Riley family raises awareness for rare, deadly genetic disease

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INDIANAPOLIS, Ind. — It’s a nursery new parents could only imagine with stuffed animals and a family photo. But now that room is a memorial for Corinne Shields.

"It’s not something we ever anticipated," said Alysen Shields, Corinne's mother. "It doesn’t make sense when it’s a baby, but it's reality."

Corinne was born in October 2017. Her parents say it was a normal birth, but they started to have questions shortly afterwards.

“We started to notice her wrists were kinda floppy, almost as if she didn’t have control of them,” Alysen said.

During her first few months, Corinne didn’t have much of an appetite and wasn’t gaining weight.

"There’s the concern and heartbreak of what does she have, and how are going to get this figured out?" said her dad Gareth.

At Riley Hospital for Children, they finally got some answers. Corinne was diagnosed with spinal muscular atrophy or SMA. It’s a rare genetic disease, that often can be deadly.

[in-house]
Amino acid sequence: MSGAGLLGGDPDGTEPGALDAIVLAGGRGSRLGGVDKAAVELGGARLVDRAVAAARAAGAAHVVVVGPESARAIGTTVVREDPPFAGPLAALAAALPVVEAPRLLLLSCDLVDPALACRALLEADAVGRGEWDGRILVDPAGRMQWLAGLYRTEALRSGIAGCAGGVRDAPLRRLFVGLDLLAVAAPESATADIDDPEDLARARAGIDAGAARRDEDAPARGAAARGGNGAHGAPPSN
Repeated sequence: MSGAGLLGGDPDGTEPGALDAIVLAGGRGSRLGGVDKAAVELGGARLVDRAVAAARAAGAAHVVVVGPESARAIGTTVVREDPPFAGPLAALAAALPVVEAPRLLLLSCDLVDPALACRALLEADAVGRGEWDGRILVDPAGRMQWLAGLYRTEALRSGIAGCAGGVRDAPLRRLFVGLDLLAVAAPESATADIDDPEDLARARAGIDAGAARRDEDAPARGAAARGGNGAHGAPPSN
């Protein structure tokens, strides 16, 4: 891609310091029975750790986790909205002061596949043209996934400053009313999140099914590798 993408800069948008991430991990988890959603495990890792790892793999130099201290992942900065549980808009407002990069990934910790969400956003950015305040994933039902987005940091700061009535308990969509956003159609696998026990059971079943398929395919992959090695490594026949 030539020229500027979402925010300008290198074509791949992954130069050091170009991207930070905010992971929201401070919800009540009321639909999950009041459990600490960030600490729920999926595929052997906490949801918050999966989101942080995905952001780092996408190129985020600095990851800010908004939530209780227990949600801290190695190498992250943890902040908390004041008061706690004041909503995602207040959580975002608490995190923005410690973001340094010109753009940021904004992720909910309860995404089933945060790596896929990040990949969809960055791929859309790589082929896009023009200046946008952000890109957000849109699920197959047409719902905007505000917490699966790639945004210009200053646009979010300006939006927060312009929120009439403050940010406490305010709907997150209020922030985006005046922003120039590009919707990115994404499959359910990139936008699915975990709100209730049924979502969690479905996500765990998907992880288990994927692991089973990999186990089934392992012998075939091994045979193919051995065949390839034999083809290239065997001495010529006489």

For nearly 3 months they moved to Chicago for a $500,000 treatment, but the problems didn’t end. Doctors told the family to prepare for the worst.

“We brought her home May 18th, and we just decided to make it the best summer ever for her."

From zoo visits, to picnics at the park, the family soaked up as much time together as they could.

10-month-old Corinne passed away on August 10.

“We love stories about kids that beat the odds and they’re miracles, but that’s not the reality of the world,” Alysen added.

Corinne’s story doesn’t end there.  Her family is determined to keep her light alive and teach others about the dangers of SMA.

A few months before Corrine passed, Indiana became the fourth state in the country to add SMA to their newborn screenings.

The Shields’ nursery won’t be empty for long. They’re expecting their second child this summer.

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